The coup in Guinea brought forward the debate on the status of special forces in West African armies. Since 2008, West Africa has experienced nine military coups: in Mauritania, Guinea, Niger, Mali and Burkina Faso. Most were performed by elite units. Despite this, these special forces today remain the core of the anti-terrorism system in the sub-region.
Special forces soldiers are “soldiers who belong to very well-equipped units, they have quality training and generally have a certain autonomy”, explains a specialist in defense issues.
Characteristics that are as useful in the fight against terrorism as they are for the existing powers, which have long occupied two attitudes: to dissolve these elite units that Burkina did after the fall of Blaise Compaoré or to turn them into a guard. Praetorian who did Idriss Déby in Chad with the Directorate-General for Security Services of State Institutions.
Terrorist threats in the Sahel Today is driving progress for terrorist groups in the Sahel and the threat they represent for the whole sub-region governments to reconsider their position. Especially since France has also made the choice to gradually replace his Barkhane operation by Takuba, a group of European special forces.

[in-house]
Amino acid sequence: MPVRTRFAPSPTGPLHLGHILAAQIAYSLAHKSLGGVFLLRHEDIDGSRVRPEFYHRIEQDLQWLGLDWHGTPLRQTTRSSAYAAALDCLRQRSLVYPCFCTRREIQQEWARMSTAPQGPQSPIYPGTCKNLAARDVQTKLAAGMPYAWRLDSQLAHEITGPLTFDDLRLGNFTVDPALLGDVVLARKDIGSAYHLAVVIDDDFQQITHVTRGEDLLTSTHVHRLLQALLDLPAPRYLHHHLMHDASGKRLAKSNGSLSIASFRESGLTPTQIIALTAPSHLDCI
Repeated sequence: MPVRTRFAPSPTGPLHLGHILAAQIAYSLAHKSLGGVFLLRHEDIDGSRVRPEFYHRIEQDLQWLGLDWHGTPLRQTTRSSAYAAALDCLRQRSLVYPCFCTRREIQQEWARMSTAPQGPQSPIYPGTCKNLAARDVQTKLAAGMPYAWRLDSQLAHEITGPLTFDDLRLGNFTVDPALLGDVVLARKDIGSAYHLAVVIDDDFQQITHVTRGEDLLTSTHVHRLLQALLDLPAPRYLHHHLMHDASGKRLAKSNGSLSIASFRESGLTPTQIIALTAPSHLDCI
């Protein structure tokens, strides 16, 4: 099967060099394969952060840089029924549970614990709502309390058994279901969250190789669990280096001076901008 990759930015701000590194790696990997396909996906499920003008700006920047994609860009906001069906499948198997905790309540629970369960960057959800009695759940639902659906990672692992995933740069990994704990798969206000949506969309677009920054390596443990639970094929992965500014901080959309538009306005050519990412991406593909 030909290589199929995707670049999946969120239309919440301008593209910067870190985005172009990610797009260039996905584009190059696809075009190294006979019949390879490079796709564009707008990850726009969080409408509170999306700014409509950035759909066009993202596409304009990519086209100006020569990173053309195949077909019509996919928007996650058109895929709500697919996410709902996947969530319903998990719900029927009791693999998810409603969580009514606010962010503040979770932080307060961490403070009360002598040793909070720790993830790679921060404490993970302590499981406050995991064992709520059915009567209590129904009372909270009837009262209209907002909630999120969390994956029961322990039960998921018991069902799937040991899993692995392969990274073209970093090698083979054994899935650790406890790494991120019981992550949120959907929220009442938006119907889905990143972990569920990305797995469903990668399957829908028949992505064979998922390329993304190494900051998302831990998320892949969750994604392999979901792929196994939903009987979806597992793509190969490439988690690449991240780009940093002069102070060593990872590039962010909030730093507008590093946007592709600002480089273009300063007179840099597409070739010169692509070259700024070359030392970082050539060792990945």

“The problem is that the West African partners are concentrating on the operational capabilities of their elite units, without giving them a clear doctrine,” explains a former French officer, formerly stationed in the region. “To avoid overflows, you need to know why you have these devices and for what purpose,” he concludes.
Binta Sidibe, Vice President of the Kisal Observatory, Member of the Citizen Coalition for the Sahel
►Read also: After the coup, Guinea will start turning the page Alpha Condé